Stories abound about how the Goldman Sachs Group (NYSE: GS) avoided the mortgage meltdown and generated $4 billion in profits on the bet that risky home loans would fall in value. That move was made by a small trading group, according to the Wall Street Journal.[subscription required] in the firm's mortgage department and it helped to offset the $1.5 billion to $2 billion in mortgage-related loses elsewhere in the firm. While most other financial institutions are losing big, Goldman expects to report a net annual income of more than $11 billion, according to today's Journal. They made lots of money selling those risky mortgage securities to unsuspecting clients.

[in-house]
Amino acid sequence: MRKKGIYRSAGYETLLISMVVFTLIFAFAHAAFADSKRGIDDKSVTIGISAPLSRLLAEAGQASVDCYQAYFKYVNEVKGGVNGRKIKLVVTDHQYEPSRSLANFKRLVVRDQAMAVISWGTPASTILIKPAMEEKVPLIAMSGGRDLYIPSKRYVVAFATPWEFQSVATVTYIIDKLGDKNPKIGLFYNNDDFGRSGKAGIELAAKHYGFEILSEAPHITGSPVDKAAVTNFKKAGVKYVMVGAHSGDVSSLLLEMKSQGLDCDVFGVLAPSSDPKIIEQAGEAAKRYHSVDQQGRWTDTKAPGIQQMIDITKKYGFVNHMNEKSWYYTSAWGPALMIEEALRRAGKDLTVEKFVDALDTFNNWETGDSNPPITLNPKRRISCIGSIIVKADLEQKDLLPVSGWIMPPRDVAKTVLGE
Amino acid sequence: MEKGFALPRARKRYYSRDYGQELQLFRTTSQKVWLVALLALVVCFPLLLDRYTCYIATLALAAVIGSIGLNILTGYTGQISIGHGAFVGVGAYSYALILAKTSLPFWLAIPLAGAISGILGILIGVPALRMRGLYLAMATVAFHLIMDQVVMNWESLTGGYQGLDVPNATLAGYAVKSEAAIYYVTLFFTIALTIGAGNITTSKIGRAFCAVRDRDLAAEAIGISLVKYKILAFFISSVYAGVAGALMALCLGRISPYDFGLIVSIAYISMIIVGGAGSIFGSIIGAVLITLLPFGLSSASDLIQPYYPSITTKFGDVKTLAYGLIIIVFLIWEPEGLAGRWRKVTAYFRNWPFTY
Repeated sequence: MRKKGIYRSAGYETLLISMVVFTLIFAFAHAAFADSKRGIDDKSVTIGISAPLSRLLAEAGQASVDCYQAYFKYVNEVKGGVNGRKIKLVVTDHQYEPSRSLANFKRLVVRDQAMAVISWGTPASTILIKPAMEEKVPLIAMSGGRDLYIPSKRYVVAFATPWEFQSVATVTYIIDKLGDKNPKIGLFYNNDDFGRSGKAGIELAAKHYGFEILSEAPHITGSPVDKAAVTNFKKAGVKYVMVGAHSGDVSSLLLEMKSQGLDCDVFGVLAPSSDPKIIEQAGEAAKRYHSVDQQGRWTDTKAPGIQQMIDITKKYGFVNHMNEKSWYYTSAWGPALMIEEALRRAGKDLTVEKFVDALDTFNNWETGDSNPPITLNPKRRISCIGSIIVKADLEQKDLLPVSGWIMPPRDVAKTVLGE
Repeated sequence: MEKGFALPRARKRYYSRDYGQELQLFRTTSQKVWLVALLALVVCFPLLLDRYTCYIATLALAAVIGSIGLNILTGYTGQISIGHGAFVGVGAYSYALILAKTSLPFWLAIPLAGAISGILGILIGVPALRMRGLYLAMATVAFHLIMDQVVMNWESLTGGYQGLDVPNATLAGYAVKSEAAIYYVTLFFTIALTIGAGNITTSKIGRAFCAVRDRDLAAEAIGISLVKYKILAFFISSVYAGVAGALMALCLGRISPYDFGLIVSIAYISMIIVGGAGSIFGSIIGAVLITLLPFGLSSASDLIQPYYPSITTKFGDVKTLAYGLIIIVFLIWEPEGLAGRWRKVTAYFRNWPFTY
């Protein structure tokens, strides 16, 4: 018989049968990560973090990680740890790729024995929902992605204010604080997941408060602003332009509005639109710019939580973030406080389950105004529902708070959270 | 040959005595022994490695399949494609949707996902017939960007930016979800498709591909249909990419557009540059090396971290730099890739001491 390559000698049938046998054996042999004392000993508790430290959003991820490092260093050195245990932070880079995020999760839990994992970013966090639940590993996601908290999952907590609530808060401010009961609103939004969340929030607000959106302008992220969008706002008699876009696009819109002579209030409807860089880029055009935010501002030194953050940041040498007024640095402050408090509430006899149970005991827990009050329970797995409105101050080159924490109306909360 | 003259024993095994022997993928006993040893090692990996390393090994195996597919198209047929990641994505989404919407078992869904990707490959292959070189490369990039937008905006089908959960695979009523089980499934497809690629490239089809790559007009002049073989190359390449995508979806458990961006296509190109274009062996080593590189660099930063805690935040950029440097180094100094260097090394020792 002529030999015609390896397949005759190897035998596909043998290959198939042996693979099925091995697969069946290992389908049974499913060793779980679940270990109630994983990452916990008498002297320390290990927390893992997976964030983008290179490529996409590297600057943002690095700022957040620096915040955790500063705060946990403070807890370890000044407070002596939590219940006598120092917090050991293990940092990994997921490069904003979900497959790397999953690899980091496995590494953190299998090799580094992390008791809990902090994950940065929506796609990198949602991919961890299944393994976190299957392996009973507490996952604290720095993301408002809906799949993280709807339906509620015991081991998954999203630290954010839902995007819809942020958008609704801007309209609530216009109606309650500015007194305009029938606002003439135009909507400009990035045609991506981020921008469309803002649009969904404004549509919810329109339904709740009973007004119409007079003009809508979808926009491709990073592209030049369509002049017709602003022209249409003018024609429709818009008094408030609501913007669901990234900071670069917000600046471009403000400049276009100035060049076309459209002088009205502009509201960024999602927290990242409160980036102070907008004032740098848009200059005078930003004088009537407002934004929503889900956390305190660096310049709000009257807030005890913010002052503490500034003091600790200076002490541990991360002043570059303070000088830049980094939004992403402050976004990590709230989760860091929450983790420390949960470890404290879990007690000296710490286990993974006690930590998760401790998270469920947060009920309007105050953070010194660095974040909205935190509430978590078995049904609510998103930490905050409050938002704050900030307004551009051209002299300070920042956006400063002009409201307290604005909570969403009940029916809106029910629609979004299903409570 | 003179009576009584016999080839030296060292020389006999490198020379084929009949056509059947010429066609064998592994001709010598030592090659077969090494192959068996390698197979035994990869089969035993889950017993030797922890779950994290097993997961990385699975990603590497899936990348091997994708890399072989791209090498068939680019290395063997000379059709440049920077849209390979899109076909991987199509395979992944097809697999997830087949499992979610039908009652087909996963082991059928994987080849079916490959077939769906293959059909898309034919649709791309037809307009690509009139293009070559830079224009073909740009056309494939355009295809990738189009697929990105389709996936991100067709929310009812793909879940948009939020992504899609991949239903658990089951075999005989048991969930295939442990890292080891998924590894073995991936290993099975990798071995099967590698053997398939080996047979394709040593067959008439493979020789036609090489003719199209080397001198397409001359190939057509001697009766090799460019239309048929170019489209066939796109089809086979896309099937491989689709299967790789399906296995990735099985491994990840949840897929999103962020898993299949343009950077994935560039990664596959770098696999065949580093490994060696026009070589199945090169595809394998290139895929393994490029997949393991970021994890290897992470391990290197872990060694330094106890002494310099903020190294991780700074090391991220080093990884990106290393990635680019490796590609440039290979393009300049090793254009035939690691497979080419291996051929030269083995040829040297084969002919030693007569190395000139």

That's great that Goldman called this mortgage meltdown early and I'm sure investors in Goldman's stock are very happy. But what about all the investors who took the advice of Goldman brokers to buy these risky mortgage-related securities? Why weren't they warned as well when the decision was made to dump the securities? Why should Goldman gain while its clients suffer?
Clearly someone needs to open an investigation into what kind of advice Goldman was giving its clients and how that advice differed from the actual trades Goldman was making. While buying Goldman's stock may be a good idea, it doesn't sound like being a Goldman client works well when the financial industry is facing a meltdown.
Lita Epstein has written more than 20 books including "Trading for Dummies" and "Reading Financial Reports for Dummies."